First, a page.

But maybe it was for the best that I didn't, as standing in the middle of all of this, I started to have another experience exactly like the one I had in Alaska, where I felt everything melting around me and thought that I was going to fall down. I started to feel panicked by the beauty of the experience; overwhelmed. Tear began to flow, but I was standing in a crowd of people, and I desperately didn't want to make a scene and have to explain that was I perfectly fine, just breaking apart on a cellular level because I couldn't hold that much beauty and love in my body all at once. I didn't want to have to say, “I'm just going to disintegrate into God now because that's what I'm standing in the middle of.” I had to pull it together, put on my public face, and disappointingly, wall myself off to some degree from what I was seeing. This is the third such experience like this that I've had in the last several months, and it's disconcerting, mysterious, and strangely okay all at the same time.

I wonder what will happen if I let go completely one of these days; just slip into it without fear or resistance.

--Kristen McHenry


Hannah Stephenson said...

Hi Kristen,

I found you through your excellent piece in qarrtsiluni.

I'm happy to have found your blog...I love what you have said about feeling "panicked by the beauty of the experience." I felt this way the first time I went to the Getty Museum here in LA. I have felt this way listening to certain music (Sufjan Stevens, for example, this past Sunday night--just ecstatically amazing). It's as if someone reaches into our bodies and flicks a switch we didn't know we were built with.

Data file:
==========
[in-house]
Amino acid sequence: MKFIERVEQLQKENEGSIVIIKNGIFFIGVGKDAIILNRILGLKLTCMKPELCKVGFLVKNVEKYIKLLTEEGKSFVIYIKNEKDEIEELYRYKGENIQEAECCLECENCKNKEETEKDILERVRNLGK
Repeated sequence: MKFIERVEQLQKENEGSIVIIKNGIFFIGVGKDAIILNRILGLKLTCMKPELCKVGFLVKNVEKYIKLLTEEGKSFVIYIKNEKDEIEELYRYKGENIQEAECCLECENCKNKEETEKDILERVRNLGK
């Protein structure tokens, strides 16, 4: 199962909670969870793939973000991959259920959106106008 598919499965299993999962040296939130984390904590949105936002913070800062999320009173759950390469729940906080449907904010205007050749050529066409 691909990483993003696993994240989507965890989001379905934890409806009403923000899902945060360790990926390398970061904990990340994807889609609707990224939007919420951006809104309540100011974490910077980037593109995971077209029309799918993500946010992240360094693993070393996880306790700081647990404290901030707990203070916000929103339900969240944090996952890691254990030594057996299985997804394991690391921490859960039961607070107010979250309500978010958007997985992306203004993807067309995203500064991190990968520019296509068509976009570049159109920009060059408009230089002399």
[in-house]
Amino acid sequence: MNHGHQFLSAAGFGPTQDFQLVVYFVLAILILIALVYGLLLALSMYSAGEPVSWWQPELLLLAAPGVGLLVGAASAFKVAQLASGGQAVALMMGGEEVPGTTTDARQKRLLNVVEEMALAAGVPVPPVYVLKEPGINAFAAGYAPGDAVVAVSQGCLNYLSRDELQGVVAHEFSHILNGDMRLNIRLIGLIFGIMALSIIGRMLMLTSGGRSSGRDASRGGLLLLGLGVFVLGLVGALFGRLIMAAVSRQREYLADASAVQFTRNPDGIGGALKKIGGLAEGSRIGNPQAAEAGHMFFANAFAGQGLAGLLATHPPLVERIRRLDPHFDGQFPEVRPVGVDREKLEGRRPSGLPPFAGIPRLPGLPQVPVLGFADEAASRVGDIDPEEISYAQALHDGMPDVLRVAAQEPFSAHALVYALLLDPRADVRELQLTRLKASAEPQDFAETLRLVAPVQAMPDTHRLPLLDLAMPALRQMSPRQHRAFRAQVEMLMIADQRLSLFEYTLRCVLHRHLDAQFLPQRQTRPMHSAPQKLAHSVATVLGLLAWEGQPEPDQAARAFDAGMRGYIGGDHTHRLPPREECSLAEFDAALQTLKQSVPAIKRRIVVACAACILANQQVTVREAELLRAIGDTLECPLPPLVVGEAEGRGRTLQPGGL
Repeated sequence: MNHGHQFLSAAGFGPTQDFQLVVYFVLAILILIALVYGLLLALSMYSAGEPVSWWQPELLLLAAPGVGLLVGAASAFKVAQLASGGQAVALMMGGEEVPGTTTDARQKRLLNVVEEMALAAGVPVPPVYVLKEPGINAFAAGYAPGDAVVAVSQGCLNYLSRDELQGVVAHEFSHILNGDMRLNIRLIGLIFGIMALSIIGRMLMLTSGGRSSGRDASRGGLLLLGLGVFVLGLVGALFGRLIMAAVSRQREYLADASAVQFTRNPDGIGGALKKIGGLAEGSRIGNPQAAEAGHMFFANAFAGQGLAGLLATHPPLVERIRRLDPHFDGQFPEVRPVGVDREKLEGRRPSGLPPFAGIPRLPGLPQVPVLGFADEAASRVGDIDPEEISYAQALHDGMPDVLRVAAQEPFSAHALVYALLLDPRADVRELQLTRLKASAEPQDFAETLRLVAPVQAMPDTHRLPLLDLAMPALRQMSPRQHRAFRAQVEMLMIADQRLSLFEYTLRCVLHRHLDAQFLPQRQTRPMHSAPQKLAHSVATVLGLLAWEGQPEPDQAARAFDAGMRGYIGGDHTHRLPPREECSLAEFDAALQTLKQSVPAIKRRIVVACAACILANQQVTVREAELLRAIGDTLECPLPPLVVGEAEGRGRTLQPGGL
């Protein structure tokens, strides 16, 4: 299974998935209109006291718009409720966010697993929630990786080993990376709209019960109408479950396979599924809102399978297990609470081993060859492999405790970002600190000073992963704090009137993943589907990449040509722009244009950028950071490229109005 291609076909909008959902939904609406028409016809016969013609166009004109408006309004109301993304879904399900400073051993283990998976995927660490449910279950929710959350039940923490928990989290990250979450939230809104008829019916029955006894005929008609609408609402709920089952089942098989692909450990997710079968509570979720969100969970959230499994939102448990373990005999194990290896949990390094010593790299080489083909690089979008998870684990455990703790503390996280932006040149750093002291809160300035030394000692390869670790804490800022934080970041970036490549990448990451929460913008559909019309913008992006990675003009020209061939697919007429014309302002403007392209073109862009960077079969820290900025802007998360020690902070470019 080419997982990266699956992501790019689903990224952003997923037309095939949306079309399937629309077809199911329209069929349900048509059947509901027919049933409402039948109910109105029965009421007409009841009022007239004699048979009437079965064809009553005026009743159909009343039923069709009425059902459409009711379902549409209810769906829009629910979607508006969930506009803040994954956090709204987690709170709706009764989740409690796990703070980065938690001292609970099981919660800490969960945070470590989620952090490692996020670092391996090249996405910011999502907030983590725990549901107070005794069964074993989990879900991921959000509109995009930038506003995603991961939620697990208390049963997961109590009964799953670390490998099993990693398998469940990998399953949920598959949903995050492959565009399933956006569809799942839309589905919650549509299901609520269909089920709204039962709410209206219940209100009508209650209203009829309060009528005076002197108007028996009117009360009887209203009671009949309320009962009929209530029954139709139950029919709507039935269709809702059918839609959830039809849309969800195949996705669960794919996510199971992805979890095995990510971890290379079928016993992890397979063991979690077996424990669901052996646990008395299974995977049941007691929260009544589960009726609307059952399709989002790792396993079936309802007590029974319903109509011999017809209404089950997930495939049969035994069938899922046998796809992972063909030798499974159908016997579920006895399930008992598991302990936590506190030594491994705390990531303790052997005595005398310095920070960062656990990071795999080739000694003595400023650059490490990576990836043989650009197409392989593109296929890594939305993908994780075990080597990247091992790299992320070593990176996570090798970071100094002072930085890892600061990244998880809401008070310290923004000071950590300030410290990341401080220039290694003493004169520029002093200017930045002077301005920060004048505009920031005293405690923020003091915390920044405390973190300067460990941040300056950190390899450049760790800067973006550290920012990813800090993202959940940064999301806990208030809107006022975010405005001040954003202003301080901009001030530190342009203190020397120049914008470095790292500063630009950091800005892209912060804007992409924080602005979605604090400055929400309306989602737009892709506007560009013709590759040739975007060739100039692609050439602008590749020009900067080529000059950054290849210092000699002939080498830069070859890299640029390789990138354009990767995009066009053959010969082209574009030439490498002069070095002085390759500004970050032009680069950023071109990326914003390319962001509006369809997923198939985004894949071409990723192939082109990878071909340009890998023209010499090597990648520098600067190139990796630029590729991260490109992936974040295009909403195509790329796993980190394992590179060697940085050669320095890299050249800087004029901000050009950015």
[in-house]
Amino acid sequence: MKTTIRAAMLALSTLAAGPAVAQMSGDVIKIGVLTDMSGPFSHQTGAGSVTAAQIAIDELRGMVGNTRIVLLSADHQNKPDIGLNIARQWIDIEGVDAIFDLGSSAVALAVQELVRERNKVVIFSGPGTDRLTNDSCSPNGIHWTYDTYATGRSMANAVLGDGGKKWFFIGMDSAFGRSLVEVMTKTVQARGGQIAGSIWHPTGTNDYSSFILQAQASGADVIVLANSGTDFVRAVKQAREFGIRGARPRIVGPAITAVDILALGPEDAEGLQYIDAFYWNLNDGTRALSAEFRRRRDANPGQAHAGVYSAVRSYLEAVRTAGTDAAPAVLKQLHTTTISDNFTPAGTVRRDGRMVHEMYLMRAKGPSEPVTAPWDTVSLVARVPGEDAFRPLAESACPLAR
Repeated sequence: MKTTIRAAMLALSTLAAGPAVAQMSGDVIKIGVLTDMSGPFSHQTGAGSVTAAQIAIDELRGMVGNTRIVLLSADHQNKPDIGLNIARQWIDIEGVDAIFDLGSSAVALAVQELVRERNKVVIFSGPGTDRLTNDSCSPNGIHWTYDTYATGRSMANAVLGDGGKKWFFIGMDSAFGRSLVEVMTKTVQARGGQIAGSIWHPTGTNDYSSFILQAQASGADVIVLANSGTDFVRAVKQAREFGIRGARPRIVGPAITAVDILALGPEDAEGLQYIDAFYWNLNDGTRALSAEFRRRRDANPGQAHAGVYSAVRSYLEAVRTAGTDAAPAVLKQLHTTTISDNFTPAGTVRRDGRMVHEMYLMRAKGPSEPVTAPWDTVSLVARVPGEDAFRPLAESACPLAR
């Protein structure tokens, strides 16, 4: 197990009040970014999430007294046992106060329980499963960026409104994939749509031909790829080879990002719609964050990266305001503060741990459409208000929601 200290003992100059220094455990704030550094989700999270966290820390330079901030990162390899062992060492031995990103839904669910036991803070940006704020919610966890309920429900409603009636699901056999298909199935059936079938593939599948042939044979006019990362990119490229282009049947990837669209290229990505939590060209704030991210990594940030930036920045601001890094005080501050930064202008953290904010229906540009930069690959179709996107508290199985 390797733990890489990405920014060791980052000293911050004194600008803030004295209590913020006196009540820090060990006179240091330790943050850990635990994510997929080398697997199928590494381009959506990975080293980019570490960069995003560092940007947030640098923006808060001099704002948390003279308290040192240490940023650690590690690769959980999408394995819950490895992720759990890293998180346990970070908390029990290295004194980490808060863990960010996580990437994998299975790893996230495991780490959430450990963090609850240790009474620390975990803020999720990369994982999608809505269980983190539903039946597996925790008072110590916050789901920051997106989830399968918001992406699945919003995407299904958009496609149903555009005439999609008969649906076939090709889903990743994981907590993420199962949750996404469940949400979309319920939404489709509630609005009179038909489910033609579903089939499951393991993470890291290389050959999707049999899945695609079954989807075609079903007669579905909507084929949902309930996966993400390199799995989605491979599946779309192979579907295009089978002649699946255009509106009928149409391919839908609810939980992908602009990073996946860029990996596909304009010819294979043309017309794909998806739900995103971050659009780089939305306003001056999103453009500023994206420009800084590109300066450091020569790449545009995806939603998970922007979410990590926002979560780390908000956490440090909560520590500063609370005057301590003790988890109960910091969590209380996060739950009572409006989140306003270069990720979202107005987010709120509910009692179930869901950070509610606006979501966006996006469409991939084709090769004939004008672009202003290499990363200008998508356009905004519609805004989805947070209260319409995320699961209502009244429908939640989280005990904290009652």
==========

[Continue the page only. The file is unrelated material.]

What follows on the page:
You mention fear in your last line--perhaps we are fearful of the experience ending before we have time to process it and get all the meaning from it we can?

Looking forward to more of your work.

Kristen McHenry said...

Hi, Hannah

"...perhaps we are fearful of the experience ending before we have time to process it and get all the meaning from it we can?"

This is definitely part of it for me...the other part is about dissolving completely. The other part is about being embarrassed.

I will have to check out some Sufjan Stevens--it sounds like amazing music!


Jo-Ann said...

You are so honest, Kristen...its always such a reward reading your blog. Jo-Ann